Duke Energy Corp. executives told analysts and investors Aug. 6 that they will weigh potential strategic acquisitions but are focused on organic growth opportunities in electric and gas infrastructure as well as renewables through the company's $37 billion five-year capital plan.
Duke Energy management, which has confirmed an interest in acquiring South Carolina utility Santee Cooper, was asked whether the company would also be interested in pursuing Jacksonville, Fla., municipal utility JEA. JEA's board voted July 23 to allow the senior leadership team to again explore privatization and other ownership options to improve the utility's financial position.
"We evaluate opportunities, as you would expect, as we see things that are in our service territory that we think are a fit for us," Duke Energy Chairman, President and CEO Lynn Good said on the company's second-quarter earnings call. "But that would be evaluated within the broad context of our business plan, and we feel like our organic growth opportunities are quite strong, and that would be our highest priority."
In an interview prior to the call, Duke Energy Executive Vice President and CFO Steven Young outlined the types of investments the company plans to pursue through the second half.
"I think we will continue to make investments in the grid, particularly in the Midwest," Young said. "We will continue to make investments in renewables and in the grid in Florida under the three-year multiyear rate plan there."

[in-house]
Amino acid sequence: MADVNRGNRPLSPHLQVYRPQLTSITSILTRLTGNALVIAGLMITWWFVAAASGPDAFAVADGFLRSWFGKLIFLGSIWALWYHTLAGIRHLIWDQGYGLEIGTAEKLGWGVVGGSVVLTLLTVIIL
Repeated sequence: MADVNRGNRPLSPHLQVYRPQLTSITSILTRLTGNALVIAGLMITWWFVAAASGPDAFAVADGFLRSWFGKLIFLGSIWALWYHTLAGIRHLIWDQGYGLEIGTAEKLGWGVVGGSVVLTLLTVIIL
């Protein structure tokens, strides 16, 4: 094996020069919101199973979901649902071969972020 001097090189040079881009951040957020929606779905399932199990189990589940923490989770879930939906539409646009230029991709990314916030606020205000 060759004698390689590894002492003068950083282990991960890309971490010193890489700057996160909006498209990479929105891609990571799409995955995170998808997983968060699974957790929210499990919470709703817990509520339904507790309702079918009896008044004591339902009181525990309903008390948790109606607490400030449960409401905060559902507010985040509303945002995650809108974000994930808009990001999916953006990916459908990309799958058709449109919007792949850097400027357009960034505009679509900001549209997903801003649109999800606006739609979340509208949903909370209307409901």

Duke Energy also plans to complete the $1.1 billion Western Carolinas Modernization Project before the end of the year. The project involves retiring and replacing the 384-MW Asheville coal plant with the 560-MW Asheville combined-cycle gas plant, in addition to at least 15 MW of new solar generation and a minimum of 5 MW of utility-scale electricity storage.
"We have developed a very solid organic investment plan over our five-year horizon," Young said. "We have the largest grid, when you put our utilities together, in the country. ... As we build combined cycles, retire coal and build renewable plants, that's a very lucrative source of investment for us as well."
"We have a very rich field of investments to make across our footprint," the CFO added.
As the company awaits resolution of rate cases in South Carolina, management indicated that they plan to file new rates cases in North Carolina "later this year."
Duke Energy is challenging unfavorable cost recovery decisions by the Public Service Commission of South Carolina in the rate cases for subsidiaries Duke Energy Carolinas LLC and Duke Energy Progress LLC but sought to quell concerns about how this will impact outcomes in North Carolina.
"I want to be clear that we do not see a read through from South Carolina to North Carolina," Good said. "North Carolina has historically been a very fair, impartial regulatory jurisdiction that reaches decisions based on facts and decisions presented, follows the law. We certainly would expect that to be the case as we think about regulatory outcomes moving forward."